Chinese Developer Greenland Begins Construction on $1 Billion Metropolis Project in Downtown LA

A preliminary conceptual rendering of the first phase of Metropolis including the first two towers (on the right) adding to the burgeoning Downtown LA skyline (Photo: Gensler)

A preliminary conceptual rendering of the first phase of Metropolis including the first two towers (on the right) in the burgeoning South Park district of Downtown LA (Photo: Gensler)

This past Valentine’s Day was another major, major milestone in Downtown LA’s continued march forward toward urban renewal and revitalization. The Metropolis project, which is a 6.3 acre development site (currently an ugly surface parking lot) on the western edge of downtown abutting the 110 freeway, held a ceremonial ground breaking event that finally secured the fate of the long-delayed project.

For those who have been following the history of the Metropolis project in Downtown LA, the project has had a frustrating track record of numerous false starts. Many of today’s downtown advocates wondered if Metropolis would ever really happen in our lifetimes. First proposed in the 1980s, the stalled Metropolis project has remained a surface parking lot for nearly three decades leaving an ugly scar on the Downtown LA landscape. Surface parking lots are for the car-oriented suburbs, not for an aspiring urban center with a goal to encourage mixed-use density and walkability.

IDS Real Estate Group purchased the Metropolis site back in 2005 and announced in 2011 that Metropolis was ready to break ground after decades of seemingly endless dormancy. Unfortunately, the project was mired in financial uncertainty and thrown off course again this time by the recent Great Recession.

Thank goodness, with the economy improving and investors optimistic once again, the Metropolis project is finally, truly getting off the ground this time. Foreign capital to the rescue. Chinese developer Greenland USA — a subsidiary of Shanghai-based Greenland Group — successfully purchased the site from IDS Real Estate Group closing escrow on Jan 31, 2014 for nearly $150 million. Greenland Group is the largest diversified company in China with major real estate developments around the world including London, Seoul, Sydney and the massive forthcoming $4 billion Atlantic Yards project in New York.

Work will begin shortly on the first phase of Metropolis, which includes two high-rise towers along 9th Street: a 19-story, 350-room Indigo boutique hotel and a 38-story residential tower (rentals or condos have not been determined yet). The trendy Hotel Indigo, part of Intercontinental Hotel Group (IHG), will be the first one in Los Angeles County (they’re also in Anaheim and San Diego). The hotel is slated to open on February 14, 2016, exactly two years from now.

The entire Metropolis project — with a total of four towers planned — is being designed by global architect firm Gensler. The second and final phase, which consists of two towers, will break ground at an unspecified time in the hopefully not-too-distant future. These two residential towers along 8th Street will rise to 50 and 60 stories giving the Metropolis project a skyline defining height.

Caveat: I’ve been told that these renderings below are preliminary conceptual models that are not finalized and will be refined.

Metropolis Ceremonial Ground Breaking on Feb 14, 2014

Chinese lion dancers celebrate the ceremonial ground breaking at the Metropolis site in Downtown LA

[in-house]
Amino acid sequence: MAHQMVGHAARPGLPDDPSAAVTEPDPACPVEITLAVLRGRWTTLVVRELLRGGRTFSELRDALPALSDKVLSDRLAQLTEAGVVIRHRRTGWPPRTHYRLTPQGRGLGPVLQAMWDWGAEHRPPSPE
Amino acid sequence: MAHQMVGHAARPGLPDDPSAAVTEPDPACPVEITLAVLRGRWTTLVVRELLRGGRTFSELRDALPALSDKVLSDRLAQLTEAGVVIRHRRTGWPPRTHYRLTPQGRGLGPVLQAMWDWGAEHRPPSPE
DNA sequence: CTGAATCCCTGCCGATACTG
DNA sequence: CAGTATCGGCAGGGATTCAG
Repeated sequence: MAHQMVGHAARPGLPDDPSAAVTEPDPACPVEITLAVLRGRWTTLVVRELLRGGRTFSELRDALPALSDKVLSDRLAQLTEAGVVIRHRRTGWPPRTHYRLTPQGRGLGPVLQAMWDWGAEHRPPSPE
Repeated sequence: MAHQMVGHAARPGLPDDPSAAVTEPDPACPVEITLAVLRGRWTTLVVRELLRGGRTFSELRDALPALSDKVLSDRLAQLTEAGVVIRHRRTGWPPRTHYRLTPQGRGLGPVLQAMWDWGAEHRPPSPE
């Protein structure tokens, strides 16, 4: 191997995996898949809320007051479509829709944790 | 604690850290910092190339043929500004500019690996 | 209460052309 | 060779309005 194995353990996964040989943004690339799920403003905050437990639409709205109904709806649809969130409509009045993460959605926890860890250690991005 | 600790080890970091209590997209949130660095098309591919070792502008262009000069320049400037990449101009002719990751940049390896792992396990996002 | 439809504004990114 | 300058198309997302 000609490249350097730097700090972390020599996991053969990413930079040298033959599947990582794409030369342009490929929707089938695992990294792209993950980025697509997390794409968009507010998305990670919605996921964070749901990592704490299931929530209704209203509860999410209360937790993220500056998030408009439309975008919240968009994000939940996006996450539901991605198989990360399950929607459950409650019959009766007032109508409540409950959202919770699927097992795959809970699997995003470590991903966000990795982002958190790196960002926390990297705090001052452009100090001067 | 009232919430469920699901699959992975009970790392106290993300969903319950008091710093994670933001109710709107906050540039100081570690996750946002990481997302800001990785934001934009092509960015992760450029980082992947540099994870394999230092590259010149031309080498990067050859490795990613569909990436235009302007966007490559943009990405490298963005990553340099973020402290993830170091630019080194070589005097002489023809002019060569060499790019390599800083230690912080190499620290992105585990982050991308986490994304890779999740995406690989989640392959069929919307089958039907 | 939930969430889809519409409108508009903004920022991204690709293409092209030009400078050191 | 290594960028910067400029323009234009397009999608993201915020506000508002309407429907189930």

Chinese lion dancers celebrate the ceremonial ground breaking at the Metropolis site in Downtown LA

Shanghai-based Greenland Group is the developer of the $1 billion Metropolis project

Shanghai-based Greenland Group is the developer of the $1 billion Metropolis project

Hundreds gather on Feb 14, 2014 to attend the ceremonial ground breaking of Metropolis in Downtown LA

Hundreds gather on Feb 14, 2014 to attend the ceremonial ground breaking of Metropolis in Downtown LA

The developer is joined by city officials and business leaders for the ceremonial ground breaking of Metropolis

The developer is joined by city officials and business leaders for the ceremonial ground breaking of Metropolis

Metropolis Architectural Scale Models

A scale model of the four planned towers of Metropolis

A scale model of the four planned towers of Metropolis

What Metropolis will look like viewing from along the 110 freeway

What Metropolis will look like viewing from along the 110 freeway

First phase of the Metropolis project consists of two towers

First phase of the Metropolis project consists of two towers

View of the 19-story Hotel Indigo standing along Francisco Street looking southwest

View of the 19-story Hotel Indigo standing along Francisco Street looking southwest

A view of the 38-story residential tower and shared plaza courtyard along Francisco

A view of the 38-story residential tower and shared plaza courtyard along Francisco

The view of the hotel and residential gardens and pools

The view of the hotel and residential gardens and pools

Metropolis will add a substantial presence to the skyline as well as create a stronger pedestrian connection between South Park and the Financial District

Metropolis will add a substantial presence to the skyline as well as create a stronger pedestrian connection between South Park and the Financial District

More Renderings of Metropolis by Gensler

A rendering of Metropolis with four towers (notice the under construction Wilshire Grand Tower is also included on the left)

A rendering of Metropolis with four towers (notice the under construction Wilshire Grand Tower is also included on the left)

The first phase of Metropolis with two towers

The first phase of Metropolis with two towers

A rendering of the hotel and residential tower

A rendering of the hotel and residential tower

A rendering of the 19-story hotel at the corner of 9th/Francisco

A rendering of the 19-story hotel at the corner of 9th/Francisco

15 Responses to Chinese Developer Greenland Begins Construction on $1 Billion Metropolis Project in Downtown LA

  1. SO stoked for this. Invite me next time! :P